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New California Commercial Chicken Law

Discussion in 'Local Chicken Laws & Ordinances (and how to change' started by BrooklynBirds, Dec 23, 2014.

  1. BrooklynBirds

    BrooklynBirds Out Of The Brooder

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    This is an interesting article, for several reasons. Thought I would share it along with some points and questions that come to mind.

    http://www.bloomberg.com/news/2014-...ane-chicken-act-complicates-u-s-farm-law.html

    (1) The photograph of the "cage free" commercial egg laying operation looks only marginally more humane and sanitary than the battery-cage operation. And certainly no more sustainable or healthy for the end-consumer (pastured hens these are not).

    (2) It is ironic that the most obvious solution to abuses in the egg-laying industry wasn't taken up by CA voters at the local and state level (though please correct me if I am wrong): liberalizing the laws restricting backyard chicken keeping. Very recently, Berkley, among all places, has been seized with controversy when people wanted to lower the lot size requirement for keeping a few hens (to somewhere around 10,000 sqf -- not tiny).

    (3) I wonder if an increase in commercial egg prices will have a discernible impact upon the number of families keeping their own flocks?

    (4) Will the average consumer ever realize that "cage free" doesn't necessarily mean more humane, more sustainable, or more healthy eggs? To the extent that The Humane Society is passing off "cage free" as synonymous with more humane and more sustainable, they are doing a disservice (again, look at the picture of "cage free" -- and imagine the manure management problem there).

    Discuss.
     
  2. chickenboy100

    chickenboy100 Chillin' With My Peeps

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    The video guy says about 67 square inches being not enough to flap their wings, which is around 33 inches wide and long, if it's a square cage, so that's more than enough to flap a chickens around 12-20 inch wingspan.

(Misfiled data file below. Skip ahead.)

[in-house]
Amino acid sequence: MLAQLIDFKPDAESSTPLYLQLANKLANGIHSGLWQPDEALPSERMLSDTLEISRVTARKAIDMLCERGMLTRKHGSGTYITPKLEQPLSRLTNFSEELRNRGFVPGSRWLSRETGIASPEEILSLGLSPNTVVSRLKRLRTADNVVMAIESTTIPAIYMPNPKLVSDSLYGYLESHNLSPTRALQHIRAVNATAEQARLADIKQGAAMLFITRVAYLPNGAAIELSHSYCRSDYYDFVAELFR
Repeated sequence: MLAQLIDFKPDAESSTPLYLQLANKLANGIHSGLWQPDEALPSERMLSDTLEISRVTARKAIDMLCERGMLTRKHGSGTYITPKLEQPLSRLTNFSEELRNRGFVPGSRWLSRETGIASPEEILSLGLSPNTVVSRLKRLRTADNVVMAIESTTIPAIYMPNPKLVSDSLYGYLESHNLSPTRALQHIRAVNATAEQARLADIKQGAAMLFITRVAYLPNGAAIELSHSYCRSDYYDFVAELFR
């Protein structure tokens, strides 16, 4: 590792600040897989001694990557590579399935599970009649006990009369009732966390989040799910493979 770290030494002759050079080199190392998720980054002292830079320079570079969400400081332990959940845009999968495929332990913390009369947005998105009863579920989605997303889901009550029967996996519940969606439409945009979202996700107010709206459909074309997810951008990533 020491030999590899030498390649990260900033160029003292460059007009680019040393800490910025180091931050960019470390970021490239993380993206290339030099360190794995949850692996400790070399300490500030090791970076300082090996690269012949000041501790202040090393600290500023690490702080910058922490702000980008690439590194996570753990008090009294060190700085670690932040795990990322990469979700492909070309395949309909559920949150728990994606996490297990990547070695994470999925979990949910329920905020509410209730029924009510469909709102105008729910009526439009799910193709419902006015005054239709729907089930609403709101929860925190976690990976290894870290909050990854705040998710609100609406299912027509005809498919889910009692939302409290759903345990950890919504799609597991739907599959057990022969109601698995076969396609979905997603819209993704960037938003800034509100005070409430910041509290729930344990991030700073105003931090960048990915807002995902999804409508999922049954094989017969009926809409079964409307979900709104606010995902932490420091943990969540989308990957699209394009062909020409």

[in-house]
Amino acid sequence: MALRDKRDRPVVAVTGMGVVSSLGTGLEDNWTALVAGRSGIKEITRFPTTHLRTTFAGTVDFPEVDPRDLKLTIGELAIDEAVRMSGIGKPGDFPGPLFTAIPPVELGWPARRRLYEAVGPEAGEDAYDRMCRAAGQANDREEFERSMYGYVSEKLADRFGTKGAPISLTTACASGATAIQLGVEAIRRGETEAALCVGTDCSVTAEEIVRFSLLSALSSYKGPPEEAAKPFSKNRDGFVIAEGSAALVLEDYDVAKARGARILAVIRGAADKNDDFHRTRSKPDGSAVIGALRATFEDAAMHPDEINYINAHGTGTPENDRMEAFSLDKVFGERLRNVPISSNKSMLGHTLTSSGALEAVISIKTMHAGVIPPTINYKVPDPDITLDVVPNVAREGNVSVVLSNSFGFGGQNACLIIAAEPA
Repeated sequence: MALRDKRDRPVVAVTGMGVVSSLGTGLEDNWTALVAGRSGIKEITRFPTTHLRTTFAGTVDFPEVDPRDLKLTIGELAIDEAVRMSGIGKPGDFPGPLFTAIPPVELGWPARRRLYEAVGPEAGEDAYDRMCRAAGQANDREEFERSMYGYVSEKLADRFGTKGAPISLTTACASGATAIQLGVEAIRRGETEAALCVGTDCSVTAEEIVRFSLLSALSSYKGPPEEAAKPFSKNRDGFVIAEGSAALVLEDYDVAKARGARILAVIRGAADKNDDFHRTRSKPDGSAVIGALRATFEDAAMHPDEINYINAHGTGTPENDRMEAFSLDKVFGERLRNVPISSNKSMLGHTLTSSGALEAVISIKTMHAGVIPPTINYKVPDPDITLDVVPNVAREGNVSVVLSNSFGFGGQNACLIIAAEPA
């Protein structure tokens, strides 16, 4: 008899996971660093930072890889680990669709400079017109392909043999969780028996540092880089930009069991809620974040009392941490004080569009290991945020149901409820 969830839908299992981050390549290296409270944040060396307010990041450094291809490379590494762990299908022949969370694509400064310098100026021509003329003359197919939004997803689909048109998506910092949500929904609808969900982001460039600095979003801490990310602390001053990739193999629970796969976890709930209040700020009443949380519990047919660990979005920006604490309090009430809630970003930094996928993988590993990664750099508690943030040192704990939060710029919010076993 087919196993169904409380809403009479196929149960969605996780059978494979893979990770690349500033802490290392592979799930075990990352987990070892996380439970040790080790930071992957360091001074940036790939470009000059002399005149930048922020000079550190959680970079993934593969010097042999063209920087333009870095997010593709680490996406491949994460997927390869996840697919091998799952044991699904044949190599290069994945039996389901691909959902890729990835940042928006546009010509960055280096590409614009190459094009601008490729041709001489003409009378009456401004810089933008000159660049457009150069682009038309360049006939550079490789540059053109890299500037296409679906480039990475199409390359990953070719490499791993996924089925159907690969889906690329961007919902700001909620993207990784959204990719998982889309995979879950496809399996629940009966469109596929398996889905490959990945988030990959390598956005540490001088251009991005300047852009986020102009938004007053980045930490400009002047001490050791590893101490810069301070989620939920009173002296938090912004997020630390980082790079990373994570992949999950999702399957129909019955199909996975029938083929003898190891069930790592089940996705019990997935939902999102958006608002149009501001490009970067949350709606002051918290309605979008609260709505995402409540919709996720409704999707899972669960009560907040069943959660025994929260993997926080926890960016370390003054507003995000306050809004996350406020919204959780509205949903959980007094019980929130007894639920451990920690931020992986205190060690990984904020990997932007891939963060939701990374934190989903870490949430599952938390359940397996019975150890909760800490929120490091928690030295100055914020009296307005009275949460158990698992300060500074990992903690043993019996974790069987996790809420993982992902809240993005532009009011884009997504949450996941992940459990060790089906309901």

Really, they're more crouded in 'cage free' and have less space than cages, and they have no other birds eating their food and pecking them.
    In cages they don't need debeaked as often because they have little interaction with other birds.
    Their lives are still just a comodity to the owners. A sick cage free bird will still be killed the same way.
    In cages they have often a wire floor, in turn they don't have to stand in the manure that they would in cage free.
    ^ Reasons I think cages are really a better idea than commerical "cage free"
     
  3. 33 inches by 33 inches=1,089 square inches, not 67[​IMG]
     
  4. BrooklynBirds

    BrooklynBirds Out Of The Brooder

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    Actually, a 67 square inch space is roughly 8 inches by 8 inches (area of a square or rectangle = height x width). An eight inch by eight inch square is barely enough room for a mouse. But again, if they are confined to the same effective area in a "cage free" environment due to overcrowding, their condition isn't improved. In other words, the issue isn't cage or no cage -- the issue is the amount of room a chicken has to move around, regardless of confinement method. By focusing on the method of confinement rather than the amount of floor space per bird, this law is a farce.